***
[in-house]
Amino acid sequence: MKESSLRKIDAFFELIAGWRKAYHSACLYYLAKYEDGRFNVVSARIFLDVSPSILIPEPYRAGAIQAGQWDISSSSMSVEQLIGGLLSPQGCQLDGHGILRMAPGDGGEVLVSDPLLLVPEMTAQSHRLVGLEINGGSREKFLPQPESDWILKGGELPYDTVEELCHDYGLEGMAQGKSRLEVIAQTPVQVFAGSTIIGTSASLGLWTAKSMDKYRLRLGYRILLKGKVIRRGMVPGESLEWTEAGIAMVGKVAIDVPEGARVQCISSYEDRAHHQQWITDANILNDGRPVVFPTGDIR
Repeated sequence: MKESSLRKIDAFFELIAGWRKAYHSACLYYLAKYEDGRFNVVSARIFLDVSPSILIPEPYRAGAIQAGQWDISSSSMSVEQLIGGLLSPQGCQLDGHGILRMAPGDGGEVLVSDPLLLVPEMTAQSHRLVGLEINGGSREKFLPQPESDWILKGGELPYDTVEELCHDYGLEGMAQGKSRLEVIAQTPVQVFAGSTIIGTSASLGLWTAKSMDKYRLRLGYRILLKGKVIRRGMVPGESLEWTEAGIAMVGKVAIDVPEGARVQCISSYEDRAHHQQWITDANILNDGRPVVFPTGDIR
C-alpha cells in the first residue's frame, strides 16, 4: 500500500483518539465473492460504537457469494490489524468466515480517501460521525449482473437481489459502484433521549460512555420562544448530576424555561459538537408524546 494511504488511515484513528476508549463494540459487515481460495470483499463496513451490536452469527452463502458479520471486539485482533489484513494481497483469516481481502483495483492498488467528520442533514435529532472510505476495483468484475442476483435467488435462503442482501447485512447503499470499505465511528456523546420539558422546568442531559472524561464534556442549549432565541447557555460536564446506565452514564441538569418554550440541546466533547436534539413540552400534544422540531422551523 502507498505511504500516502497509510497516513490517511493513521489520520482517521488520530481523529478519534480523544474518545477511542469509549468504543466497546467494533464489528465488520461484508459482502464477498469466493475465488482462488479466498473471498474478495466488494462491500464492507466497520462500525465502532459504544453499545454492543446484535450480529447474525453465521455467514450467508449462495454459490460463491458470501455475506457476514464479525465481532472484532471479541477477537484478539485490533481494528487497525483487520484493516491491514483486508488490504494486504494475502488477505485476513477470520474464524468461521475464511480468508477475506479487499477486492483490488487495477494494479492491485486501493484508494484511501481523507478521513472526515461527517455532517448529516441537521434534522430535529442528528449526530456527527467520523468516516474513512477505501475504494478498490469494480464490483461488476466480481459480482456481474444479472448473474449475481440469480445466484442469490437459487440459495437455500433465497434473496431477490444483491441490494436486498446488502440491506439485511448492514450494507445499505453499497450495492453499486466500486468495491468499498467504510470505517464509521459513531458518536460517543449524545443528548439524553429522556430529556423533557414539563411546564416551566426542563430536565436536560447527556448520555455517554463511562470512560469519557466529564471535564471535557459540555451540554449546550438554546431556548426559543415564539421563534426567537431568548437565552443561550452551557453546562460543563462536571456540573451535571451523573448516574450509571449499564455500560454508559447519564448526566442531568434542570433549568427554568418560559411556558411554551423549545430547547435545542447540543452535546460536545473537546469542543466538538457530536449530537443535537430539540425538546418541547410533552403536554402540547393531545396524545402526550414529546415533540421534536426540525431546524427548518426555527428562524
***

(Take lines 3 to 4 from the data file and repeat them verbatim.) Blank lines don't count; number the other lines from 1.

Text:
Repeated sequence: MKESSLRKIDAFFELIAGWRKAYHSACLYYLAKYEDGRFNVVSARIFLDVSPSILIPEPYRAGAIQAGQWDISSSSMSVEQLIGGLLSPQGCQLDGHGILRMAPGDGGEVLVSDPLLLVPEMTAQSHRLVGLEINGGSREKFLPQPESDWILKGGELPYDTVEELCHDYGLEGMAQGKSRLEVIAQTPVQVFAGSTIIGTSASLGLWTAKSMDKYRLRLGYRILLKGKVIRRGMVPGESLEWTEAGIAMVGKVAIDVPEGARVQCISSYEDRAHHQQWITDANILNDGRPVVFPTGDIR
C-alpha cells in the first residue's frame, strides 16, 4: 500500500483518539465473492460504537457469494490489524468466515480517501460521525449482473437481489459502484433521549460512555420562544448530576424555561459538537408524546 494511504488511515484513528476508549463494540459487515481460495470483499463496513451490536452469527452463502458479520471486539485482533489484513494481497483469516481481502483495483492498488467528520442533514435529532472510505476495483468484475442476483435467488435462503442482501447485512447503499470499505465511528456523546420539558422546568442531559472524561464534556442549549432565541447557555460536564446506565452514564441538569418554550440541546466533547436534539413540552400534544422540531422551523 502507498505511504500516502497509510497516513490517511493513521489520520482517521488520530481523529478519534480523544474518545477511542469509549468504543466497546467494533464489528465488520461484508459482502464477498469466493475465488482462488479466498473471498474478495466488494462491500464492507466497520462500525465502532459504544453499545454492543446484535450480529447474525453465521455467514450467508449462495454459490460463491458470501455475506457476514464479525465481532472484532471479541477477537484478539485490533481494528487497525483487520484493516491491514483486508488490504494486504494475502488477505485476513477470520474464524468461521475464511480468508477475506479487499477486492483490488487495477494494479492491485486501493484508494484511501481523507478521513472526515461527517455532517448529516441537521434534522430535529442528528449526530456527527467520523468516516474513512477505501475504494478498490469494480464490483461488476466480481459480482456481474444479472448473474449475481440469480445466484442469490437459487440459495437455500433465497434473496431477490444483491441490494436486498446488502440491506439485511448492514450494507445499505453499497450495492453499486466500486468495491468499498467504510470505517464509521459513531458518536460517543449524545443528548439524553429522556430529556423533557414539563411546564416551566426542563430536565436536560447527556448520555455517554463511562470512560469519557466529564471535564471535557459540555451540554449546550438554546431556548426559543415564539421563534426567537431568548437565552443561550452551557453546562460543563462536571456540573451535571451523573448516574450509571449499564455500560454508559447519564448526566442531568434542570433549568427554568418560559411556558411554551423549545430547547435545542447540543452535546460536545473537546469542543466538538457530536449530537443535537430539540425538546418541547410533552403536554402540547393531545396524545402526550414529546415533540421534536426540525431546524427548518426555527428562524